keywords = "Antiretroviral sequencing, Drug resistance, HAART, HIV-1, Mitochondrial toxicity",
author = "Nicola Gianotti and Adriano Lazzarin",
year = "2005",
month = "10",
language = "English",
volume = "28",
pages = "281--297",
journal = "New Microbiologica",
issn = "1121-7138",
publisher = "Luigi Ponzio e figlio Editori",
number = "4",

}

TY - JOUR

T1 - Sequencing antiretroviral drugs for long-lasting suppression of HIV replication

AU - Gianotti, Nicola

AU - Lazzarin, Adriano

PY - 2005/10

Y1 - 2005/10

N2 - The primary goal of antiretroviral sequencing is to extend maximal viral suppression for as long as possible by avoiding the selection of a multidrug-resistant virus. It is likely that lamivudine or emtricitabine will be an unavoidable component of any initial regimen because of their efficacy, tolerability and convenience of administration. The risk of selecting a nucleotide excision or the 65R mutations is minimised with abacavir plus lamivudine or tenofovir plus emtricitabine when they are combined with boosted protease inhibitors (PIs) or efavirenz. These dual-nucleoside reverse transcriptase inhibitor backbones (NRTIs) also have the major advantage of their low potential for mitochondrial toxicity, which may contribute to the long-lasting suppression of viral replication by avoiding treatment interruptions due to drug toxicity. Neither PIs nor non-NRTIs (NNRTIs) cause mitochondrial injury, but the initial use of boosted PIs has the advantages of avoiding the selection of class-resistant variants and reducing the risk of selecting for NRTI resistance, thus preserving a wider range of subsequent treatment options. Although the question is still controversial, NNRTIs may best be used as second-line options in both simplification and salvage regimens. The optimal timing for starting entry inhibitors during the course of HIV disease has not yet been fully elucidated.

AB - The primary goal of antiretroviral sequencing is to extend maximal viral suppression for as long as possible by avoiding the selection of a multidrug-resistant virus. It is likely that lamivudine or emtricitabine will be an unavoidable component of any initial regimen because of their efficacy, tolerability and convenience of administration. The risk of selecting a nucleotide excision or the 65R mutations is minimised with abacavir plus lamivudine or tenofovir plus emtricitabine when they are combined with boosted protease inhibitors (PIs) or efavirenz. These dual-nucleoside reverse transcriptase inhibitor backbones (NRTIs) also have the major advantage of their low potential for mitochondrial toxicity, which may contribute to the long-lasting suppression of viral replication by avoiding treatment interruptions due to drug toxicity. Neither PIs nor non-NRTIs (NNRTIs) cause mitochondrial injury, but the initial use of boosted PIs has the advantages of avoiding the selection of class-resistant variants and reducing the risk of selecting for NRTI resistance, thus preserving a wider range of subsequent treatment options. Although the question is still controversial, NNRTIs may best be used as second-line options in both simplification and salvage regimens. The optimal timing for starting entry inhibitors during the course of HIV disease has not yet been fully elucidated.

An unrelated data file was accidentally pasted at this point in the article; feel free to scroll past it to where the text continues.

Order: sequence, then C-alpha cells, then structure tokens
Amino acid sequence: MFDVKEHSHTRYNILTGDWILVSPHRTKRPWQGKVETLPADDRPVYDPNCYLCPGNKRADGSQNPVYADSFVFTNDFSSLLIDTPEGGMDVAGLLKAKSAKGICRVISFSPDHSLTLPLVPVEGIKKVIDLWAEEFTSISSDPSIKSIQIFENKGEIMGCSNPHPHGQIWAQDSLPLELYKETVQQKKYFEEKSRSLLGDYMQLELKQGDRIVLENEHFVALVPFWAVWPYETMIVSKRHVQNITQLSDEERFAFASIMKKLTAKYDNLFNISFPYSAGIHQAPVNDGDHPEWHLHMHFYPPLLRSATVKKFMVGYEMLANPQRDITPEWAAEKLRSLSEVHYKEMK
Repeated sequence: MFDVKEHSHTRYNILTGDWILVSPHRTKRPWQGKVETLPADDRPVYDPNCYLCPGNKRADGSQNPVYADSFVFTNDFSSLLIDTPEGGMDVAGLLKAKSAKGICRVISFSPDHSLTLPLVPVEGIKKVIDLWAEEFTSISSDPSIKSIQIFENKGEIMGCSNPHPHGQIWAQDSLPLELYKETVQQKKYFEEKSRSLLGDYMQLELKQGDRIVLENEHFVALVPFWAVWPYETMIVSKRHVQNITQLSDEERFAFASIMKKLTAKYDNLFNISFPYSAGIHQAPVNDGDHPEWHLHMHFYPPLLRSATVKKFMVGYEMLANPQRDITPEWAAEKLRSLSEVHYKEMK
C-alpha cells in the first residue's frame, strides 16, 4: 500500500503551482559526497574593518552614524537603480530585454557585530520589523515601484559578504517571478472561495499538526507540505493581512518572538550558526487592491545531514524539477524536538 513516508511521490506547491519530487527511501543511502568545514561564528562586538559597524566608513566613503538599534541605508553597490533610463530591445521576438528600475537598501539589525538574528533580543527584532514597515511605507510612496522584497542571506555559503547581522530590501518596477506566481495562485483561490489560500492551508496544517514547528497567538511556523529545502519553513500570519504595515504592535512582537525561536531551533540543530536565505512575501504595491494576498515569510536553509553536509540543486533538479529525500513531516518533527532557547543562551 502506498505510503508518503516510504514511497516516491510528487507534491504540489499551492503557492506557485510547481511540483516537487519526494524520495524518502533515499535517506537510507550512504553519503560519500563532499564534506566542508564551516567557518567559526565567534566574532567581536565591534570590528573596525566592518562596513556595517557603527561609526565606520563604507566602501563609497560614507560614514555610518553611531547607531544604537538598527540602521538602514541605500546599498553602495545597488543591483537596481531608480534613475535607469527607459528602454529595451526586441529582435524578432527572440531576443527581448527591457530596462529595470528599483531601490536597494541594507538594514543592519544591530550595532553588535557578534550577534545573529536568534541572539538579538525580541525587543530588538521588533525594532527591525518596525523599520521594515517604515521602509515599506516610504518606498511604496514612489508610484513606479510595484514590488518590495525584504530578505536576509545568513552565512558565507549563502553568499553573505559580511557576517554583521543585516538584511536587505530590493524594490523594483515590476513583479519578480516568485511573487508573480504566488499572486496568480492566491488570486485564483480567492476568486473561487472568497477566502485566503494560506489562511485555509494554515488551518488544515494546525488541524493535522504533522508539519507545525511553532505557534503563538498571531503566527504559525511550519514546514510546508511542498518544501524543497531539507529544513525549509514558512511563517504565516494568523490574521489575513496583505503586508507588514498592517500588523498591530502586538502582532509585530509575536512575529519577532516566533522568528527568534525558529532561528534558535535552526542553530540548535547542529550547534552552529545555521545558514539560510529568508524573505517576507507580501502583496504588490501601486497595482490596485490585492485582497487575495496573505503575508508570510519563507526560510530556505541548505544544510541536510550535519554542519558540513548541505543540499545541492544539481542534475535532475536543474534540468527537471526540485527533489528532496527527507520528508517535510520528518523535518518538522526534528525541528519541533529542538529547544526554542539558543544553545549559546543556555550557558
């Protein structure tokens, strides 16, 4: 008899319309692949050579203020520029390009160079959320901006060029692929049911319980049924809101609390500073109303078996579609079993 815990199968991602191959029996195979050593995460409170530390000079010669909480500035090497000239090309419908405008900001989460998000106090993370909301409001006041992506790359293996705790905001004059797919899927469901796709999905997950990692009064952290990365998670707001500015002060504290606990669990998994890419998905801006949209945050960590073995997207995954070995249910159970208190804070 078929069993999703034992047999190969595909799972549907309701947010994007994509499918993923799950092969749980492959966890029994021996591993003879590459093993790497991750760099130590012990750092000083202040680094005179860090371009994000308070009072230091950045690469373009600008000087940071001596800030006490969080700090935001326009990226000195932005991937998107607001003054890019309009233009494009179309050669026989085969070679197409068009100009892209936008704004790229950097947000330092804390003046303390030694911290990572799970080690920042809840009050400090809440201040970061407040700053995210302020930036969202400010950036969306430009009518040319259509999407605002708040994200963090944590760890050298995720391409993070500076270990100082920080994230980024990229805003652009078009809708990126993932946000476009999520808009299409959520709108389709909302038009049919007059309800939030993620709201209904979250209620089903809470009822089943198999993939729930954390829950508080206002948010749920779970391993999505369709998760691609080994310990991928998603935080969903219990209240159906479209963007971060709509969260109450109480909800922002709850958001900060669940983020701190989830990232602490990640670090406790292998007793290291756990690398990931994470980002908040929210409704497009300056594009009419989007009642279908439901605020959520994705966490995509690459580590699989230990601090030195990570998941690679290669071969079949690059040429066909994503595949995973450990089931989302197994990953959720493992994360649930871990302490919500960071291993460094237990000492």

KW - Antiretroviral sequencing

KW - Drug resistance

KW - HAART

KW - HIV-1

KW - Mitochondrial toxicity

UR - http://www.scopus.com/inward/record.url?scp=29244451381&partnerID=8YFLogxK

UR - http://www.scopus.com/inward/citedby.url?scp=29244451381&partnerID=8YFLogxK

M3 - Article

C2 - 16386013

AN - SCOPUS:29244451381

VL - 28

SP - 281

EP - 297

JO - New Microbiologica

JF - New Microbiologica

SN - 1121-7138

IS - 4

ER -